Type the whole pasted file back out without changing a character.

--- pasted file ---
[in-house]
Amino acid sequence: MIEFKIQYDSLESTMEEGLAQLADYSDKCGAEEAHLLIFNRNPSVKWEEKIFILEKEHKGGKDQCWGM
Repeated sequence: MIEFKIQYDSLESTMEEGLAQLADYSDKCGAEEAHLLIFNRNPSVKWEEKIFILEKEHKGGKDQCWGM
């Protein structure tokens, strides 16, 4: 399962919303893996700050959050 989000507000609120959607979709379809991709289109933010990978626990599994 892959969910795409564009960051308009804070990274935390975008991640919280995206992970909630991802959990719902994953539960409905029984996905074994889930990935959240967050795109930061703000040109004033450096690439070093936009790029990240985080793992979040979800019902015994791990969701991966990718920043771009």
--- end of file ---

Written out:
[in-house]
Amino acid sequence: MIEFKIQYDSLESTMEEGLAQLADYSDKCGAEEAHLLIFNRNPSVKWEEKIFILEKEHKGGKDQCWGM
Repeated sequence: MIEFKIQYDSLESTMEEGLAQLADYSDKCGAEEAHLLIFNRNPSVKWEEKIFILEKEHKGGKDQCWGM
């Protein structure tokens, strides 16, 4: 399962919303893996700050959050 989000507000609120959607979709379809991709289109933010990978626990599994 892959969910795409564009960051308009804070990274935390975008991640919280995206992970909630991802959990719902994953539960409905029984996905074994889930990935959240967050795109930061703000040109004033450096690439070093936009790029990240985080793992979040979800019902015994791990969701991966990718920043771009």